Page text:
Luxemburgo clings to power

Tim Vickery in Rio de Janeiro says Chile may be too hot for comfort
Click to follow
The Independent Online

A Samba school paraded around Morumbi stadium, in São Paulo, before Brazil's World Cup qualifier with Argentina on Wednesday. Less typically Brazilian was the sight of the crowd in bobble hats, shivering in the winter night.

A Samba school paraded around Morumbi stadium, in São Paulo, before Brazil's World Cup qualifier with Argentina on Wednesday. Less typically Brazilian was the sight of the crowd in bobble hats, shivering in the winter night.

Even less typical was the fact that Brazil began the game languishing fifth in the table. The danger of the four-time world champions not making it through to 2002 was minimal, though, even before Wednesday's 3-1 win over their old rivals. Four of South America's 10 countries are sure of a place in Japan and South Korea, with the fifth playing off against the champions of Oceania. Over a campaign of 18 games, it is almost inconceivable that Brazil will finish outside the top two. Indeed, with Paraguay, Uruguay and Colombia all held to a draw, Brazil have already moved up to second.

Even so, the present campaign was never going to be easy for the giant nation's favourite target, the coach of the national team.

Two years ago, Wanderley Luxemburgo was cheered in the streets of Rio as he made his way to take over the national team after France 98. He is not being fêted any more. For many Brazilians, joy at beating Argentina was tempered with the disappointment that Luxemburgo had managed to save himself at the last. Another defeat, following on from the 2-1 loss to Paraguay, would have made his position untenable.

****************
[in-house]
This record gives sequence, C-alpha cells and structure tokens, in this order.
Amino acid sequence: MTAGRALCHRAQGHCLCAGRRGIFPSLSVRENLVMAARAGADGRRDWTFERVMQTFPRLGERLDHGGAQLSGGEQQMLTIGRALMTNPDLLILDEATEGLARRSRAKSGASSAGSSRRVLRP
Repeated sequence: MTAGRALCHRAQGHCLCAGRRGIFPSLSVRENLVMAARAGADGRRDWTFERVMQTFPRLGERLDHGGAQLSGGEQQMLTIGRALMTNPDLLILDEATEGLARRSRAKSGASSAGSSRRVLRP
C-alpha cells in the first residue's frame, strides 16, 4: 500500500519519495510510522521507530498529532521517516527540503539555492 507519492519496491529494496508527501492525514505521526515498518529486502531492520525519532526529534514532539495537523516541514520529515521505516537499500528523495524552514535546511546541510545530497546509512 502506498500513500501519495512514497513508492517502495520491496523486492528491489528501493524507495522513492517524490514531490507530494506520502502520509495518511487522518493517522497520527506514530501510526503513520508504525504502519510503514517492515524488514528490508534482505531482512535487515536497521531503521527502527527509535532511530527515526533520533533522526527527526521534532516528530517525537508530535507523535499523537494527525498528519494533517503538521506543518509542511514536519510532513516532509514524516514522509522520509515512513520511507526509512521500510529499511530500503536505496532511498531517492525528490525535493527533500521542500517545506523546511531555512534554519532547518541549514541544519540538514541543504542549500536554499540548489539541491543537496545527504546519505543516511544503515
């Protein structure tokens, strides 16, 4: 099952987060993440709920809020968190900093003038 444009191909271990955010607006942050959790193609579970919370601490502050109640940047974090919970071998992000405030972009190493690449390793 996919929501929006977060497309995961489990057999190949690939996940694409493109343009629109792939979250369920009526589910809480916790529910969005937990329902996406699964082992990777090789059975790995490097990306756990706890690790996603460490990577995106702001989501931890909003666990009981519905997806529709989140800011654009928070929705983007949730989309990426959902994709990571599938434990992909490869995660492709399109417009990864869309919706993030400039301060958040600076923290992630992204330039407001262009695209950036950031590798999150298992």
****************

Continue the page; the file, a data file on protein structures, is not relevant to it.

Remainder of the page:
The turn against Luxemburgo, in part, goes with the territory. So high are expectations that it is all but impossible to be both popular and the coach of Brazil. Even in adversity, signs of Luxemburgo's competence have shone through. His vision of the game is excellent; he has repeatedly identified weaknesses during a game and improved matters with shrewd substitutions. But if he is strong as a coach, he is weak as a man, and pressure has made him weaker still.

Invariably seen at pitchside in an expensive suit, Luxemburgo confesses that the idea is a hand-me-down from Franz Beckenbauer. But on the original it looks natural; Beckenbauer, after all, was so elegant on the field it looked as if he was playing in a three-piece. On Luxemburgo, it comes across as an artificial act of self-promotion. His vocabulary, full of the techno-babble of "upgrades" and "macro-plans", fits him worse than the suits. In a recent bid to impress, he told journalists about "a French writer called Goethe". He is ridiculous precisely because he has no sense of his own ridiculousness.

Anxious to remind people that he is in control, Luxemburgo has made repeated capitulations to press and public opinion which have been the most startling aspect of Brazil's campaign so far. A series of players have been parachuted in, to the considerable detriment of team cohesion. Terrified of the São Paulo crowd, Luxemburgo brought in Edilson of the local heroes Corinthians for the game against Ecuador. The young striker Ronaldinho made way for him, under the allegation (denied by the player and his club) that he was overweight.

In came the press darling Romario; when he dropped out he was replaced by Edmundo, who, not fully fit and asked to carry out marking duties, was predictably sent off. For the match against Uruguay in the Maracana, former Flamengo favourite Savio was drafted in, forcing a change to an unworkable system. Brazil saved themselves with the half-time introduction of the attacking midfielder Alex, who was then left on the bench against Paraguay, sacrificed for the latest media favourite, Djalminha.

All of the arrivistes played one game and were not heard from again. Rather than blaming himself for the constant changes, the coach pointed the finger at his players, who "need to wake up in the competition". The 3-1 win over Argentina was not his triumph; forced to stick with the same squad who had gone to Para- guay, there was no chance to wreck cohesion with populist gestures. In the event, he was saved by Vampeta, Alex and Ronaldinho, players he has wronged in recent times.

Saved, that is, at least until next month's trip to Chile. Santiago is a difficult venue for visitors, and another defeat would set Luxemburgo running from the hounds once more.

Comments